Merriam-Webster's Word of the Day for July 26, 2016 is:
pidgin \PIJ-in\ noun
: a simplified speech used for communication between people with different languages
"In his 1992 book, A History of American English, the late linguist J.L. Dillard … demonstrates that the most originally American form of English was a pidgin, originating with sailor's language. Early explorers of North America, he argues, would have used nautical pidgins and passed those on to native people." — Sarah Laskow, Atlas Obscura, 17 July 2015
"Hawaiian Pidgin English developed during the 1800s and early 1900s, when immigrant laborers from China, Portugal, and the Philippines arrived to work in the plantations; American missionaries also came around that time. The immigrants used pidgins—first one that was based in Hawaiian and then one based in English—to communicate." — Alia Wong, The Atlantic, 20 Nov. 2015
Did you know?
The history of pidgin begins in the early 19th century in the South China city of Guangzhou. Chinese merchants interacting with English speakers on the docks in this port adopted and modified the word business in a way that, by century's end, had become pidgin. The word itself then became the descriptor of the unique communication used by people who speak different languages. Pidgins generally consist of small vocabularies (Chinese Pidgin English has only 700 words), but some have grown to become a group's native language. Examples include Sea Island Creole (spoken in South Carolina's Sea Islands), Haitian Creole, and Louisiana Creole. The word pidgin also gave us one particular meaning of pigeon—the one defined as "an object of special concern" or "accepted business or interest," as in "Tennis is not my pigeon."
Merriam-Webster's Word of the Day for July 25, 2016 is:
berate \bih-RAYT\ verb
: to scold or condemn vehemently and at length
When her son arrived home way past curfew without so much as a phone call or text, Nancy berated him for his lack of consideration.
"We'd announced the tour and Mick looked at it and went, 'I can't do this,' which was not great news at all. I wanted to slightly berate him, 'What the heck?!,' but he sounded so sad. He really wasn't up to it." — Paul Rodgers, Billboard.com, 13 April 2016
Berate and rate can both mean "to scold angrily or violently." This sense of rate was first recorded in the 14th century, roughly two centuries before the now more familiar (and etymologically unrelated) rate meaning "to estimate the value of." We know that berate was probably formed by combining be and the older rate, but the origins of this particular rate itself are somewhat more obscure. We can trace the word back to the Middle English form raten, but beyond that things get a little murky. It's possible that rate, and by extension berate, derives from the same ancient word that led to the Swedish rata (meaning "to find blame, despise") and earlier the Old Norse hrata ("to fall, stagger"), but this is uncertain.
Merriam-Webster's Word of the Day for July 24, 2016 is:
simulacrum \sim-yuh-LAK-rum\ noun
1 : image, representation
2 : an insubstantial form or semblance of something : trace
"Most theater shows aim to conjure a simulacrum of reality onstage." — Rohan Preston, The Star Tribune (Minneapolis, Minnesota), 21 Apr. 2015
"There, hanging above you, is a simulacrum of a tardigrade, otherwise known as a water bear or moss piglet, at about 5,000 times larger than life-size." — James Gorman, The New York Times, 3 Apr. 2015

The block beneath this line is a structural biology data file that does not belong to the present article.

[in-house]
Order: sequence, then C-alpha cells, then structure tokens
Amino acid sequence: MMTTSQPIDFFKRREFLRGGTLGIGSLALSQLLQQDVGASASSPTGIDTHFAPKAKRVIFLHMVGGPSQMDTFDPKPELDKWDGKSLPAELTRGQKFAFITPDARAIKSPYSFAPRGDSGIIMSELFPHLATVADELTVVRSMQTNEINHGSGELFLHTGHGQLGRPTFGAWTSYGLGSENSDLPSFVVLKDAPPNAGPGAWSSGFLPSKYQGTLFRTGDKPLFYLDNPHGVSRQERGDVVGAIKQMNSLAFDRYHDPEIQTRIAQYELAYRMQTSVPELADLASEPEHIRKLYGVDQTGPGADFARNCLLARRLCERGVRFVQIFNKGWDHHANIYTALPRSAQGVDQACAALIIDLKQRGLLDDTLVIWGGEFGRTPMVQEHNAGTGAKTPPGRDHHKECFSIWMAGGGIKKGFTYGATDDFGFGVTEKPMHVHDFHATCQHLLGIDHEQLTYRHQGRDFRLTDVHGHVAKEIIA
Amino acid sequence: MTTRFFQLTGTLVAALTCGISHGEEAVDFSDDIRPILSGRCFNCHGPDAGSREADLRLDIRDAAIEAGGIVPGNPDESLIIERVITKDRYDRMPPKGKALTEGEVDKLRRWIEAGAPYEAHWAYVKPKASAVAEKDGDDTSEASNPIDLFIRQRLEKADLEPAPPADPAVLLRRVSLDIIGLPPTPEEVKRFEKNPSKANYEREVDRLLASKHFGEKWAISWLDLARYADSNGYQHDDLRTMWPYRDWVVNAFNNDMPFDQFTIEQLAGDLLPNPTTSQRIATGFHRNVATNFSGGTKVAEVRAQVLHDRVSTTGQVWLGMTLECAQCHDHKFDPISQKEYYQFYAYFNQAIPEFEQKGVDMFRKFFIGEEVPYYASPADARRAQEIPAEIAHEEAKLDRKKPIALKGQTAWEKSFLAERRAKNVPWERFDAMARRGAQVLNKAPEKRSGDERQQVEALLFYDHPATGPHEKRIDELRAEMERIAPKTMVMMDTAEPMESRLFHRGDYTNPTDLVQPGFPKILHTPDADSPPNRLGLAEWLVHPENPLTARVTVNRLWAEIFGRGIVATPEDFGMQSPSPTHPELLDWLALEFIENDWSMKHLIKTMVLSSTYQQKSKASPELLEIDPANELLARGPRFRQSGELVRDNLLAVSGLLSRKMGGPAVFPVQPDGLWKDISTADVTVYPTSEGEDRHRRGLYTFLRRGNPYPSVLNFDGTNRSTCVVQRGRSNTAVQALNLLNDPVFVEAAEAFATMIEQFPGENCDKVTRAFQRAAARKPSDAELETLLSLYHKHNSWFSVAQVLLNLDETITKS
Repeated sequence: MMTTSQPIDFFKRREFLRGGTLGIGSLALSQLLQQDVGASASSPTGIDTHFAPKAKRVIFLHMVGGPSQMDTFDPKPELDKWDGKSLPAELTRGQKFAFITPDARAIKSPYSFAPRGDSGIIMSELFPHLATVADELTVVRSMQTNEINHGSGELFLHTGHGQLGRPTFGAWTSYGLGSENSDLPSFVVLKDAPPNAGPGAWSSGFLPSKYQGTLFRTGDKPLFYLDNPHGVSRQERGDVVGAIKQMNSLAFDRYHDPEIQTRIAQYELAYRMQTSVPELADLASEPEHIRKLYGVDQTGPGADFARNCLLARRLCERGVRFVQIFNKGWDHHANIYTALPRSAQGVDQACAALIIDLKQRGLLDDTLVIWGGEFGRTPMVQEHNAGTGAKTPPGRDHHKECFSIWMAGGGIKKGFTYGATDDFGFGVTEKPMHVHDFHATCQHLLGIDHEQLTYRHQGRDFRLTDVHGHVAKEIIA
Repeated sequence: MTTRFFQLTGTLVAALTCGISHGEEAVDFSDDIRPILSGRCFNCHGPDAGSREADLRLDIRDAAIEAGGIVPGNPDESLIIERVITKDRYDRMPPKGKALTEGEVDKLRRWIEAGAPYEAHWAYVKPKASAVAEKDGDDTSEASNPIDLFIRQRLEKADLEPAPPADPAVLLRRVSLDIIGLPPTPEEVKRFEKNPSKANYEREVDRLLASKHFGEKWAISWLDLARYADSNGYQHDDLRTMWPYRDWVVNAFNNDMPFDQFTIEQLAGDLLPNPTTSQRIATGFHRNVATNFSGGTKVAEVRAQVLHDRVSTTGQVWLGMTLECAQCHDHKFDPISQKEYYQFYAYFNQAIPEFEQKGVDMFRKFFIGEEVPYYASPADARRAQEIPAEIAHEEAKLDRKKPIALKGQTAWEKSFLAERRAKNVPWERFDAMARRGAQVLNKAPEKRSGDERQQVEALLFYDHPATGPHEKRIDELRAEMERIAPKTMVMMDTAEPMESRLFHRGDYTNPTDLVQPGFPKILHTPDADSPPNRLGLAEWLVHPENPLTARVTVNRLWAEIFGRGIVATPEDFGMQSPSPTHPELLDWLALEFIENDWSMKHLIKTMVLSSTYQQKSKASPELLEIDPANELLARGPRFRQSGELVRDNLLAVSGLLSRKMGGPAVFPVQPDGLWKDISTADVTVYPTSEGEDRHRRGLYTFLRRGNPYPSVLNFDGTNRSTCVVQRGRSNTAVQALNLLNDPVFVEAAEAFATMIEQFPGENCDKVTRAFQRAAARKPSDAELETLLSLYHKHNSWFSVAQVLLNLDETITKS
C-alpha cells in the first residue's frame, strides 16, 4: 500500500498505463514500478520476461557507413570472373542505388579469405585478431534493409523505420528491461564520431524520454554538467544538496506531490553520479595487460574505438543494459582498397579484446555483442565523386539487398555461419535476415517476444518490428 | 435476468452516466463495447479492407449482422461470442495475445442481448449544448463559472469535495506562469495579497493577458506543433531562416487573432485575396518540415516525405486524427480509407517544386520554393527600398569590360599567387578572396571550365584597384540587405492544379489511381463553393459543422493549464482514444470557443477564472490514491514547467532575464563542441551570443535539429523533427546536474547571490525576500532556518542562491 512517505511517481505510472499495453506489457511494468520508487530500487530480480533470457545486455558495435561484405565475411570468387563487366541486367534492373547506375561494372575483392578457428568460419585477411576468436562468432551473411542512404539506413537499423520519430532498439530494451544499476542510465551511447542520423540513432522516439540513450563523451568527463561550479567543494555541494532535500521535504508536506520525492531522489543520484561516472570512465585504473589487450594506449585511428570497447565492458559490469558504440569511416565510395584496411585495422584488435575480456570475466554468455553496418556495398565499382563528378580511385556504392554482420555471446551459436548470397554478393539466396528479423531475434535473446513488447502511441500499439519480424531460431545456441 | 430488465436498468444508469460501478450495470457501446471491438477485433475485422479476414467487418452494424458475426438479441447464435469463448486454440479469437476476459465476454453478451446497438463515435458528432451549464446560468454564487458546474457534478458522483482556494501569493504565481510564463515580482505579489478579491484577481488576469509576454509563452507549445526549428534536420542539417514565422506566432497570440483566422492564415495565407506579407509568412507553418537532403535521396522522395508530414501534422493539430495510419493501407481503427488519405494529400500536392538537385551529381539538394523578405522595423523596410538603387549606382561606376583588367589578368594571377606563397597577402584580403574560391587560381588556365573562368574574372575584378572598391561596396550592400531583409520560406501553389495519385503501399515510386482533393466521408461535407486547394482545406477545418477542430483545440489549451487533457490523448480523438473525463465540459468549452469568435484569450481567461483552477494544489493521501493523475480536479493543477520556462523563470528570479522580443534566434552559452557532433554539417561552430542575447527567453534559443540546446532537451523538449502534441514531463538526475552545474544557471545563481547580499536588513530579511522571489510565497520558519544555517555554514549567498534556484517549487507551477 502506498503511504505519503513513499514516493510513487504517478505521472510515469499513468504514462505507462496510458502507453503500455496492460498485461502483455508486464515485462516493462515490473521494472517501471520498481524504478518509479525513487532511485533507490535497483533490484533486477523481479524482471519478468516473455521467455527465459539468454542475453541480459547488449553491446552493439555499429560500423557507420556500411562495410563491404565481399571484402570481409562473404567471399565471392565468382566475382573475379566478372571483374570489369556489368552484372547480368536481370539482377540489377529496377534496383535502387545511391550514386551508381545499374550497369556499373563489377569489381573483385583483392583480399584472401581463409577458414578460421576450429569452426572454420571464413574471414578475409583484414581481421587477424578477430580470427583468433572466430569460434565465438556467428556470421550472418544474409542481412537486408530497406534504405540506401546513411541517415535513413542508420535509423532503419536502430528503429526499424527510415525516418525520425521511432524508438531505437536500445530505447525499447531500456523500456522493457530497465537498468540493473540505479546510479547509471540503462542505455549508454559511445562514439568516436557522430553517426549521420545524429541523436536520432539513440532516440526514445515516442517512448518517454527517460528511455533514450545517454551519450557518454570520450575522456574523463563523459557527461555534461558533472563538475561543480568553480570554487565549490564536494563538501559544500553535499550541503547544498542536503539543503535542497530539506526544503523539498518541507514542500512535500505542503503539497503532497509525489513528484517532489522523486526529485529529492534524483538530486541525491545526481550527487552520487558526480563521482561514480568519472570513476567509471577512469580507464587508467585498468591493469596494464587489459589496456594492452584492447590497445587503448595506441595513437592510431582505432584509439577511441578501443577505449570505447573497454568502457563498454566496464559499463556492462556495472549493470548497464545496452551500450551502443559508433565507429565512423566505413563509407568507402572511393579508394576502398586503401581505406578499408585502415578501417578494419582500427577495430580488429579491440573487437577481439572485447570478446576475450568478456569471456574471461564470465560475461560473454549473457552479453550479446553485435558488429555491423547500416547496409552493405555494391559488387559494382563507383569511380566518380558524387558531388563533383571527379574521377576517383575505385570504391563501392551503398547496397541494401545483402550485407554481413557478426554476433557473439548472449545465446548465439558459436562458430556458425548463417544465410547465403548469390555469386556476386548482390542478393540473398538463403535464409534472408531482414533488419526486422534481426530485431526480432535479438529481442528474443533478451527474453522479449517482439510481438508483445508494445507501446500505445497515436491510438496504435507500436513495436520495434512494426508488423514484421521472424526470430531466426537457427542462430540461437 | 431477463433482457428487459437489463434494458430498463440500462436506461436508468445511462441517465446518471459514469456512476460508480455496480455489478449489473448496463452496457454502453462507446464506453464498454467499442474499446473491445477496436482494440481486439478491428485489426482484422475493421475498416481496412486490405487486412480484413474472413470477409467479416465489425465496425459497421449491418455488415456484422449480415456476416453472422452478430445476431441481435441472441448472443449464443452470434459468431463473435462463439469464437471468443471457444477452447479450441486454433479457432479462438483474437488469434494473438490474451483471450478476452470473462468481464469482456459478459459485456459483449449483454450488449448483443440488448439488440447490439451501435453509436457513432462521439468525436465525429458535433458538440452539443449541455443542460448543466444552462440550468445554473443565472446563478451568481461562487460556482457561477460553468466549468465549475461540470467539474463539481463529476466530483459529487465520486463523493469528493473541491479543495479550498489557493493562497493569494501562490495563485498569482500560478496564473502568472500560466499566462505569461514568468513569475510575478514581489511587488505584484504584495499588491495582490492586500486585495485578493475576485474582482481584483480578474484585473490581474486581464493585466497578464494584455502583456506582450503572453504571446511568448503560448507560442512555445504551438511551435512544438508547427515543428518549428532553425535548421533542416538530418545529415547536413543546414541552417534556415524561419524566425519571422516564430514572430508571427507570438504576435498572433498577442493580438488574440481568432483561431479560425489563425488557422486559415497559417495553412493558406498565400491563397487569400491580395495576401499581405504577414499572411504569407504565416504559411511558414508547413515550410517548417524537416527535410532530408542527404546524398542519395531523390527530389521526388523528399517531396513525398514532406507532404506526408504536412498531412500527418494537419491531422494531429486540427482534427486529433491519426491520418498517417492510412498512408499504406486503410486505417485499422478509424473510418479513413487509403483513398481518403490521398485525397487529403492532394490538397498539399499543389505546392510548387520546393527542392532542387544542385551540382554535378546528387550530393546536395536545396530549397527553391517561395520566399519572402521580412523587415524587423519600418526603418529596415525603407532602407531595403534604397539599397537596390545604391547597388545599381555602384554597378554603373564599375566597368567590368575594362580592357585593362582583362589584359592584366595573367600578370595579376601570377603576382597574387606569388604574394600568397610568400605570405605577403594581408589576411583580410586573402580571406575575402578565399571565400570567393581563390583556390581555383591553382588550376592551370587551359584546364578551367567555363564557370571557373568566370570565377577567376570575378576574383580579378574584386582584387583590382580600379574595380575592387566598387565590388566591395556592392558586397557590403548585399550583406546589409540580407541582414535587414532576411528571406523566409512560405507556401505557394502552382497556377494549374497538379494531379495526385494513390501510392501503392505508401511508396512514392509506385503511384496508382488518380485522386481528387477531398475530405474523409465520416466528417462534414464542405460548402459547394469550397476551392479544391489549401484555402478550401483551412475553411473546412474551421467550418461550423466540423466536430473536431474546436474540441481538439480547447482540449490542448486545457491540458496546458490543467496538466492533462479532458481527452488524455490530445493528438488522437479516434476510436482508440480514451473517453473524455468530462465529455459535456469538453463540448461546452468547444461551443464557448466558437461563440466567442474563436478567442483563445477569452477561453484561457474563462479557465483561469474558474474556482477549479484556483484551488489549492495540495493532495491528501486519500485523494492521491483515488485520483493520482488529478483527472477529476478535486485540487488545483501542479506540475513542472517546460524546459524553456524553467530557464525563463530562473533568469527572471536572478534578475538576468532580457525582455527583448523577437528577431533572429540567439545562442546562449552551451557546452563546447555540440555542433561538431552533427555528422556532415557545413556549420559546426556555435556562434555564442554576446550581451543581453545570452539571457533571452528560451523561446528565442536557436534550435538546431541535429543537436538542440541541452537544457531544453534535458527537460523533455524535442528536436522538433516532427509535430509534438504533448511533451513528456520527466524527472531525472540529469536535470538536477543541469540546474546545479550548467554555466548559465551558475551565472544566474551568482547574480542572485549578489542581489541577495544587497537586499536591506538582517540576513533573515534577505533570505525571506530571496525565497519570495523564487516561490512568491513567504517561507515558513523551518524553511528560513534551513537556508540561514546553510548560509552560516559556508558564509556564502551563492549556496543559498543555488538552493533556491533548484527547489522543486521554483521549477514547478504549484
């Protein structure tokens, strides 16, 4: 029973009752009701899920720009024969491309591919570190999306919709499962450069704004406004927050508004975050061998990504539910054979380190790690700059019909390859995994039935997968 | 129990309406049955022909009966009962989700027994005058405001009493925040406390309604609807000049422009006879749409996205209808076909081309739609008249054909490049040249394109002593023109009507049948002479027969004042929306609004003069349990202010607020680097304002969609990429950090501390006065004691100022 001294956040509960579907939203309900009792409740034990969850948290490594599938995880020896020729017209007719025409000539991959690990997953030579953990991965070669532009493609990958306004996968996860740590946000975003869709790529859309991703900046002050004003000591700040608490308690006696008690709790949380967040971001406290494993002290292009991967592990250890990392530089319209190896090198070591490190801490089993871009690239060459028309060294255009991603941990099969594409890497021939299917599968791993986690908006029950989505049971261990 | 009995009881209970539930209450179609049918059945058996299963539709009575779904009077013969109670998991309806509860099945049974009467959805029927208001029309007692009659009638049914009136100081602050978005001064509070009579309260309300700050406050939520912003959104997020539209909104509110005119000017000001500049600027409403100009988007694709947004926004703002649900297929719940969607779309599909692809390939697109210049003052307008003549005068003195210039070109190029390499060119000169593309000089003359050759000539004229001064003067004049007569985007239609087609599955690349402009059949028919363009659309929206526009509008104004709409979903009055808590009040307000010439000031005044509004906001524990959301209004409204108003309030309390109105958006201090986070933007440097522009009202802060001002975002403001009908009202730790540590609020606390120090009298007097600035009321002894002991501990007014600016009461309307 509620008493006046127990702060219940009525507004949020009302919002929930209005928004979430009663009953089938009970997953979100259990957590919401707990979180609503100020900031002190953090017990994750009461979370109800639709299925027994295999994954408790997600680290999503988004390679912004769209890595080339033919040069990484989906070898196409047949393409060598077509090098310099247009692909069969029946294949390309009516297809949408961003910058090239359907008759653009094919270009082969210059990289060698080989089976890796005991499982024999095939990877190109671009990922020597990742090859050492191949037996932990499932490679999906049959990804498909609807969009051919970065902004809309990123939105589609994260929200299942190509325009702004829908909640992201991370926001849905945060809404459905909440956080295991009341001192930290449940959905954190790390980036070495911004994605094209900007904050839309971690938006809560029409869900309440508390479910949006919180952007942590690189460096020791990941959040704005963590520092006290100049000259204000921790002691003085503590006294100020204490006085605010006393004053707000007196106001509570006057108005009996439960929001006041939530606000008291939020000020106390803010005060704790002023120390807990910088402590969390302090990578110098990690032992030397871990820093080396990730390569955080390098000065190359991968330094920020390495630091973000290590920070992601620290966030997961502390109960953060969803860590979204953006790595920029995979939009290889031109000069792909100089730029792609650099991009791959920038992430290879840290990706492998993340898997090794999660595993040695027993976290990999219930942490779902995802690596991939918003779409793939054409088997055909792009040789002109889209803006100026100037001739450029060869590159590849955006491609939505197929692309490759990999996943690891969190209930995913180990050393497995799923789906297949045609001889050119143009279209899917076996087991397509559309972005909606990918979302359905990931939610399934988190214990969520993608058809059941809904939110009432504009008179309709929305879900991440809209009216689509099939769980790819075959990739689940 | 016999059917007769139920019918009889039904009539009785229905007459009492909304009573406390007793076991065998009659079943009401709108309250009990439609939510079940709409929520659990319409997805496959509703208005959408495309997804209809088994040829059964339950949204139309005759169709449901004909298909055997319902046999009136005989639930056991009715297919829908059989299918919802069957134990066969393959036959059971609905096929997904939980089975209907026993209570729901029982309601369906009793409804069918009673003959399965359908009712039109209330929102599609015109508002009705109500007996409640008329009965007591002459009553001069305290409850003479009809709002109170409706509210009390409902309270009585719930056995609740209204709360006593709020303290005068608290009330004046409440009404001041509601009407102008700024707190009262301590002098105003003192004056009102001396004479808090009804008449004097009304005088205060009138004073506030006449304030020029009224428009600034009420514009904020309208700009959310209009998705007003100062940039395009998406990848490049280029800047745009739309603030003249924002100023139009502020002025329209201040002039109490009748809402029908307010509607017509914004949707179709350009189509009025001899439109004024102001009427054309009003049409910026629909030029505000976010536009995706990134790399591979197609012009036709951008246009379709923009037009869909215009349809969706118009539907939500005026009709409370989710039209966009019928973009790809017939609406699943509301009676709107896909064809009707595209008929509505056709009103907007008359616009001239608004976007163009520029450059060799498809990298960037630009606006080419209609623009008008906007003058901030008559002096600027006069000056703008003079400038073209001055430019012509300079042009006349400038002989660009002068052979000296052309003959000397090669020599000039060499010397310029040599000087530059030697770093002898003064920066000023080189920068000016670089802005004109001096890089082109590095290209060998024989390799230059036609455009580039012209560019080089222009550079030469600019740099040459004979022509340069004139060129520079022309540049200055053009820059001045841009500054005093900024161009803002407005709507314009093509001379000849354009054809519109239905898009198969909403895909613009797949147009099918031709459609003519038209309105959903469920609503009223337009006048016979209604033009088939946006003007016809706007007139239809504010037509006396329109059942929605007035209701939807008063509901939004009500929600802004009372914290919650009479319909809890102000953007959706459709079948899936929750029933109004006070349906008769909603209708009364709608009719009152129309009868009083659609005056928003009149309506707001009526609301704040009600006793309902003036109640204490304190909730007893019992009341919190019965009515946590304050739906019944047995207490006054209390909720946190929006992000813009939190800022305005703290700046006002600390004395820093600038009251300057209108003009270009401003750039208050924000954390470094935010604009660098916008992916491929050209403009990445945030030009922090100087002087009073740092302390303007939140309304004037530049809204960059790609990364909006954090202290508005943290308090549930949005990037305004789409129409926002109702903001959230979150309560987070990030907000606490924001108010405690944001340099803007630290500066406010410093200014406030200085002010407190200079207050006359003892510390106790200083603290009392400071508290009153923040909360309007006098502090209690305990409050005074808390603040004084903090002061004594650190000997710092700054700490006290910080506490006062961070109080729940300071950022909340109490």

It's not a figment of your imagination; there is a similarity between simulacrum and simulate. Both of those English words derive from simulare, a Latin verb meaning "to copy, represent, or feign." In its earliest English uses, simulacrum named something that provided an image or representation (as, for instance, a portrait, marble statue, or wax figure representing a person). Perhaps because a simulacrum, no matter how skillfully done, is not the real thing, the word gained an extended sense emphasizing the superficiality or insubstantiality of a thing.
Merriam-Webster's Word of the Day for July 23, 2016 is:
vatic \VAT-ik\ adjective
: prophetic, oracular
"Compared with [Stan] Lee's wisecracking dialogue and narrative prose, [Jack] Kirby's writing was stilted and often awkward, though at times it rose to a level of vatic poetic eloquence." — Jeet Heer, The New Republic, 7 Aug. 2015
"[Walt Whitman] dreamed of a new democratic civilization, which he pictured ultimately as a worldwide revolutionary democracy of labor—the vision that you can see in his vatic and ecstatic processional poem 'Song of the Broad-Axe.'" — Paul Berman, Tablet (tabletmag.com), 3 May 2016
Some people say only thin lines separate poetry, prophecy, and madness. We don't know if that's generally true, but it is in the case of vatic. The adjective derives directly from the Latin word vates, meaning "seer" or "prophet." But that Latin root is, in turn, distantly related to the Old English wōth, meaning "poetry," the Old High German wuot, meaning "madness," and the Old Irish fáith, meaning both "seer" and "poet."
Merriam-Webster's Word of the Day for July 22, 2016 is:
usufruct \YOO-zuh-frukt\ noun
1 : the legal right of using and enjoying the fruits or profits of something belonging to another
2 : the right to use or enjoy something
He has willed all of his property to the conservation society, though his children will retain the house as a 50-year usufruct.
"When there's no will, the state of Louisiana gives the surviving spouse a usufruct on the property." — Mary Anna Evans, Plunder, 2012
Thomas Jefferson said, "The earth belongs in usufruct to the living." He apparently understood that when you hold something in usufruct, you gain something of significant value, but only temporarily. The gains granted by usufruct can be clearly seen in the Latin phrase from which the word developed, usus et fructus, which means "use and enjoyment." Latin speakers condensed that phrase to ususfructus, the term English speakers used as the model for our modern word. Usufruct has been used as a noun for the legal right to use something since the mid-1600s. Any right granted by usufruct ends at a specific point, usually the death of the individual who holds it.